Mhill Marku: Father Anton Harapi (1888-1946)
E shtune, 17.10.2015, 06:28 PM
TWENTIETH ANNIVERSARY OF HIS MARTYRDOM
FATHER ANTON HARAPI
By Profesor Mhill Marku
We cannot speak of any facet of Albanian history where the Albanian Catholic clergy did not play a significant role. Among them, the Franciscans, without any shadow of doubt, were loved and respected by all the Albanians, no matter what creed they professed. A Muslim lawyer, Muzafer Pipa, with full knowledge of the consequences, took upon himself the grave responsilbility of expressing his indignation and that of the Albanians in general at the Red Tribunal of Shkoder when the Franciscan Fathers were being judged and condemned to death on Moscow’s orders in 1946. He was barbarously beaten to death.
Among the Franciscans condemned to shot was Father Anton Harapi, a man who had dedicated his whole life to the spiritual needs of the people, the education of youth and the Fatherland. Father Anton Harapi was born in Shiroke on 5 January 1888. He received his elementary and secondary education at the Franciscan school in Shkoder and studied theology in Tyrol, Austria.
In 1910 we find Father Harapi a teacher in the schools where he had been a student a few years before. But soon Shkoder becomes front page news all over the world with its heroic resistance to the six month siege by the Montenegrins (October 1912- April 1913), On that occasion the Franciscan Fathers gained the love, admiration and respect of the population of Shkoder by feeding the hungry, caring for the sick and wounded and burying the dead without any distinction of religious affiliation or social position.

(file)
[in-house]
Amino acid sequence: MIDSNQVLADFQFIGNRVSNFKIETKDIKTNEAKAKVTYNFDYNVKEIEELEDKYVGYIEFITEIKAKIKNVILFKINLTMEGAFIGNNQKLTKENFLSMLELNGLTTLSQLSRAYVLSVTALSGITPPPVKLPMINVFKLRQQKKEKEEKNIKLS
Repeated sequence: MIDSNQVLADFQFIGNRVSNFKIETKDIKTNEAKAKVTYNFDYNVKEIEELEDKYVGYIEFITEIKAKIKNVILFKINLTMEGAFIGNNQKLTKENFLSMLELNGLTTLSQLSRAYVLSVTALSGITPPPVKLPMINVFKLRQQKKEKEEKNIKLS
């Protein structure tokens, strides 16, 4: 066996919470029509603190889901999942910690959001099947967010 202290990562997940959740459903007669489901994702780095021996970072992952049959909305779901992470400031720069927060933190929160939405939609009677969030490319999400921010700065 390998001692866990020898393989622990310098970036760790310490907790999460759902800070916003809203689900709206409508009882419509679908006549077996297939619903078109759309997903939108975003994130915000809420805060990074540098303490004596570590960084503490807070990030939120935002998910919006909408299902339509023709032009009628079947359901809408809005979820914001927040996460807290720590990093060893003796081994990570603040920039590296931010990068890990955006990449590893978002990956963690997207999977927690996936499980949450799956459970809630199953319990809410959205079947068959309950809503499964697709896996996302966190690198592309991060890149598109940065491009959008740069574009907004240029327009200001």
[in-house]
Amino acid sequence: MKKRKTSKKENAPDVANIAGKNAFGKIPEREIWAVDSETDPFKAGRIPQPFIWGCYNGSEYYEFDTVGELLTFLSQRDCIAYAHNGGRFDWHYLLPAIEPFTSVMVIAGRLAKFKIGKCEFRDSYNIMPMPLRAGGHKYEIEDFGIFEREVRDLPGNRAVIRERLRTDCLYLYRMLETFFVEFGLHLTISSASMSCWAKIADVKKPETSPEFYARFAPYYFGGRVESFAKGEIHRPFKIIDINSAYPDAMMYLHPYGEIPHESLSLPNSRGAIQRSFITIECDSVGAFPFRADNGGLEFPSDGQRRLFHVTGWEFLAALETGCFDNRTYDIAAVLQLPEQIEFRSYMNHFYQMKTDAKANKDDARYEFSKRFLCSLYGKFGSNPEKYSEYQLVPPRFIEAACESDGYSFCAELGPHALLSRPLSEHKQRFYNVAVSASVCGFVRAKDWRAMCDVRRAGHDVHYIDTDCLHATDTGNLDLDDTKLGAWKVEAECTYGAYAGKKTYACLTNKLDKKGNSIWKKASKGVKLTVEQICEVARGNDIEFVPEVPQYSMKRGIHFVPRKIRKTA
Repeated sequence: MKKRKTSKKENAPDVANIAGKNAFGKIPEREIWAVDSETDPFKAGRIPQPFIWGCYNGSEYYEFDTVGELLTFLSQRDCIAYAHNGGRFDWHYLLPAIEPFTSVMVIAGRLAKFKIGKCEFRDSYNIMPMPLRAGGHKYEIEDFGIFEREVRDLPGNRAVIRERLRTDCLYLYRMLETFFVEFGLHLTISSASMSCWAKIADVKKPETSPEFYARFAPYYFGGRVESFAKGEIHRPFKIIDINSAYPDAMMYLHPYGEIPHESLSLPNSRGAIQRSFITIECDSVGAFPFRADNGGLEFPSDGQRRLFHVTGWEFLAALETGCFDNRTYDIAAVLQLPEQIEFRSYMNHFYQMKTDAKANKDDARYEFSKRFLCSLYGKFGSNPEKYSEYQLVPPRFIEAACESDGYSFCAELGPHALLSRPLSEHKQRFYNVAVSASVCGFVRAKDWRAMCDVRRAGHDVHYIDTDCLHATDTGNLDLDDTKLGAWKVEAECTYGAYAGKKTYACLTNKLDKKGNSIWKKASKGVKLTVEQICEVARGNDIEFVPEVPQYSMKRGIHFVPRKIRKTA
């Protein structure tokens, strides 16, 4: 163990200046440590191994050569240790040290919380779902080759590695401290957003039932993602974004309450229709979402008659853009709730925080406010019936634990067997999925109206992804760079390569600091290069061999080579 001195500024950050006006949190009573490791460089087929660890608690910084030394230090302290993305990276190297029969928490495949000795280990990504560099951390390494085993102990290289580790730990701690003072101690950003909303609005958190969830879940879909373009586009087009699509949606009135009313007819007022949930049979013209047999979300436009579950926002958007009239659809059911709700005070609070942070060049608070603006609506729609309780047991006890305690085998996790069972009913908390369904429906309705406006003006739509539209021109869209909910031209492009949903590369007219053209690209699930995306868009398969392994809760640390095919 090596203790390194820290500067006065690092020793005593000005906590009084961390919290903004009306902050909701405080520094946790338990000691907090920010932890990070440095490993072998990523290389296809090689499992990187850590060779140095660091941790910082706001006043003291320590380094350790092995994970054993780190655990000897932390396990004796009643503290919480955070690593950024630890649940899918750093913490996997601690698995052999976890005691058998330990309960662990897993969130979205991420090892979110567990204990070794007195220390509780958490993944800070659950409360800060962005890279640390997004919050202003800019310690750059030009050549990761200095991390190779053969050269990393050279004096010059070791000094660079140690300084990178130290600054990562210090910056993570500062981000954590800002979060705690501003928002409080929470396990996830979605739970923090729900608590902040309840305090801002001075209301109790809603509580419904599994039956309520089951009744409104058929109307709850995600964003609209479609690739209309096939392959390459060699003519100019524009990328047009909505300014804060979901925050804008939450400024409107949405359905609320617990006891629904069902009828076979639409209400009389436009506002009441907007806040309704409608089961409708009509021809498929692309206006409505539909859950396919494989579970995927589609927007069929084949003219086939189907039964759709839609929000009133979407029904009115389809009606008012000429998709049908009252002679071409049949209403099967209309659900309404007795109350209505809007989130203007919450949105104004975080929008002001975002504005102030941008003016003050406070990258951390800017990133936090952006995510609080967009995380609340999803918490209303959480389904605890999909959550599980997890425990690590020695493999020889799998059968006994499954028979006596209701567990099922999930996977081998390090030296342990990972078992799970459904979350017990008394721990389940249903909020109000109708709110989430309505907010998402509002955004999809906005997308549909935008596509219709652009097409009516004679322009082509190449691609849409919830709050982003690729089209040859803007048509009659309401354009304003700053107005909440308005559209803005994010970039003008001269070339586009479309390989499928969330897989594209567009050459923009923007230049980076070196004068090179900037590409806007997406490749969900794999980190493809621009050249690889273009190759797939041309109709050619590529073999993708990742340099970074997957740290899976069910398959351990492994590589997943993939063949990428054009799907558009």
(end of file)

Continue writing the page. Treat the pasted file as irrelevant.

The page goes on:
In the spring of 1916, Dukagjin was afflicted by cholera and people were dying by the hundreds without knowing what had hit them. Father Harapi rushed to Theth and began to visit the families afflicted by the dreadful disease, burying the dead and explaining to the mountaineers how to fight it. He made eight to ten hour trips on foot to visit the families afflicted by cholera. Whole villages had closed themselves in their houses, terrorized, keeping their dead inside waiting for their inevitable destiny.
My grandmother told me: “People would fall down on the streets, in the fields, in the homes remain there and nobody dared to help them, because of the fear of catching the disease. We are shut in with your grandfather dead on the floor covered by a blanket, when one day we heard a voice outside, ‘Is anybody in this house?”
I answered back, “Don’t come in, we are all dying. At once the door that had remained ajar was opened and Father Harapi entered shouting, ‘Open the windows, let the sun and the rain come in! Stand up if you can!’ We stood up, my grandmother said, and to our own surprise we were almost starved, but we did not have cholera or anything else. Father Harapi helped us dig a grave in the orchard and told us to use a lot of hot water and burn grandfather’s clothes.”
This had happened to many families in the mountain villages and all would have died were it not for the courageous and humanitarian work of the humble follower of Saint Francis.